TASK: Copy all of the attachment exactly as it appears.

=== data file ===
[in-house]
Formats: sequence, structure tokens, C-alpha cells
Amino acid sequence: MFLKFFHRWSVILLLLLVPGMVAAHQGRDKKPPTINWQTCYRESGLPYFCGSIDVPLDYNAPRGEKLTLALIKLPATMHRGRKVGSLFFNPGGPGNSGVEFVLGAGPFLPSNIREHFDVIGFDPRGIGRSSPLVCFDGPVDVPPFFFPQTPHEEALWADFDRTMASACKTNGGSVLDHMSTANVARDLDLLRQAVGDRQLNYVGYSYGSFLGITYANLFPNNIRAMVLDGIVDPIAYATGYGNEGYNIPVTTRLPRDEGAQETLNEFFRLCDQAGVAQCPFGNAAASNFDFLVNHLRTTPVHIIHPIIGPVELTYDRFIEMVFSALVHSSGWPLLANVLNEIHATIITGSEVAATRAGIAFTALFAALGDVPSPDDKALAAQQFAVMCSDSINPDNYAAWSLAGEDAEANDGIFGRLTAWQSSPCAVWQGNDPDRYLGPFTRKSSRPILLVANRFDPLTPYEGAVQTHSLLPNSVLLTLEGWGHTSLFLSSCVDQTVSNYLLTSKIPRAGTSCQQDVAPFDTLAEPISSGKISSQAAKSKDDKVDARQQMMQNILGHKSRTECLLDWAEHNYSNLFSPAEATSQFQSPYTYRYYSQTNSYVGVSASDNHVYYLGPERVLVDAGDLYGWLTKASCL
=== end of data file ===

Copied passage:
[in-house]
Formats: sequence, structure tokens, C-alpha cells
Amino acid sequence: MFLKFFHRWSVILLLLLVPGMVAAHQGRDKKPPTINWQTCYRESGLPYFCGSIDVPLDYNAPRGEKLTLALIKLPATMHRGRKVGSLFFNPGGPGNSGVEFVLGAGPFLPSNIREHFDVIGFDPRGIGRSSPLVCFDGPVDVPPFFFPQTPHEEALWADFDRTMASACKTNGGSVLDHMSTANVARDLDLLRQAVGDRQLNYVGYSYGSFLGITYANLFPNNIRAMVLDGIVDPIAYATGYGNEGYNIPVTTRLPRDEGAQETLNEFFRLCDQAGVAQCPFGNAAASNFDFLVNHLRTTPVHIIHPIIGPVELTYDRFIEMVFSALVHSSGWPLLANVLNEIHATIITGSEVAATRAGIAFTALFAALGDVPSPDDKALAAQQFAVMCSDSINPDNYAAWSLAGEDAEANDGIFGRLTAWQSSPCAVWQGNDPDRYLGPFTRKSSRPILLVANRFDPLTPYEGAVQTHSLLPNSVLLTLEGWGHTSLFLSSCVDQTVSNYLLTSKIPRAGTSCQQDVAPFDTLAEPISSGKISSQAAKSKDDKVDARQQMMQNILGHKSRTECLLDWAEHNYSNLFSPAEATSQFQSPYTYRYYSQTNSYVGVSASDNHVYYLGPERVLVDAGDLYGWLTKASCL